Retailers Aren’t The Only Ones Working Overtime During The Holidays

Earlier this month, a Texas judge blocked a federal rule that would have granted overtime pay to employees earning less than $47,476 a year. Then, as the December 1st implementation deadline came and went, we read about a number of corporations, including Walmart and TJX, the parent company for T.J. Maxx and Marshalls, that decided to uphold their plans to offer overtime for certain employees so that their take-home pay would better reflect their long hours and significant operational responsibilities.

While we are not economists or labor lawyers, we do know quite a bit about what it takes to help people escape the trap of poverty and move into the middle class. Because of that, we applaud these for-profit employers for recognizing the significant costs of burnout and turnover among the front-line managers and new professionals that are essential to their businesses, even if this recognition may no longer be backed by the force of law. At DC Central Kitchen, we welcomed this federal rule and despite the decision in Texas, we have moved forward with our plans to ensure overtime pay to all employees earning less than $47,476 a year, effective immediately.

If you know DC Central Kitchen because of the three million meals we serve each year to our most vulnerable neighbors, or because of our main location in a homeless shelter basement in downtown DC, you may be surprised to hear us proudly talking about taking on the significant financial burden of expanding overtime compensation. In fact, our main focus is on training women and men with histories of incarceration, addiction, or homelessness for culinary careers, and hiring them whenever possible to help prepare our many meals.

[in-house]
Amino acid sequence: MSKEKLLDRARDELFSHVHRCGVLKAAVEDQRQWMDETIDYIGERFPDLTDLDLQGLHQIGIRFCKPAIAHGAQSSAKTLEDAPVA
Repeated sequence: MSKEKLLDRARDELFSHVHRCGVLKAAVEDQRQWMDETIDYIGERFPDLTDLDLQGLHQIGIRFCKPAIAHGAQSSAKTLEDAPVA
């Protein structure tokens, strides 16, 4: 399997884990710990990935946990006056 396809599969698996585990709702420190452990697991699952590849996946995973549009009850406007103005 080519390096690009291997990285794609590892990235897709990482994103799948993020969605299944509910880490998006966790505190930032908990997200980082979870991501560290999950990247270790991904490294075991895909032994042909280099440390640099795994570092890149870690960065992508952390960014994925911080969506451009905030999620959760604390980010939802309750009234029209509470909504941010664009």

With 73 of our own once-jobless culinary students now working for us full-time, it is especially important that we remain a leader in progressive employment practices. For years, we have offered starting wages pegged well above the DC living wage and a progressive benefits program that helps employees getting back on their feet begin to address long-term health challenges, save for retirement, and set their families up for lasting success. In the last fiscal year alone, we spent over $5.5 million in living wage salaries and approximately $800,000 in health insurance costs. While that might sound like a lot, our tremendous success in promoting lasting job retention and reducing criminal recidivism among our graduates means that we are providing a net gain to the District. Instead of using tax dollars to lock people up or house them in shelters, our city is seeing these same individuals become taxpayers themselves.

In short, we believe in putting our money where our mission is. For years, we’ve seen too many other well-meaning nonprofits place excessive burdens on their entry-level employees, asking them to work untold unpaid hours for ‘the cause,’ leading to burnout, turnover, and an inadequate accounting of the costs of doing good.

When a nonprofit is able to tout how little of its budget goes to paying its own people, donors should ask who is bearing the brunt of that decision. While it may sound like that charity is using every penny to meet the needs of others, its employment model may lead to personnel and performance issues that undermine the very services and impact the organization is promising to deliver.

With nonprofits accounting for more than 11.4 million jobs in the United States, we have a responsibility to be leaders in developing 21st century workplaces that are inclusive, affirming of work-life balance, and committed to ensuring that hard work pays off in America. To do so, we need our donors and government officials to understand that crises like hunger, poverty, racism, and chronic disease will not be solved cheaply, while nonprofits like us need to be honest about the cost of delivering effective solutions.

DC Central Kitchen will always comply with local and federal regulations, but whenever policies that are good for workers and their families are rolled back, we will continue to press forward with a business model that affirms the value of everyone who works here and reflects our belief in the unmatched power of good jobs to transform lives.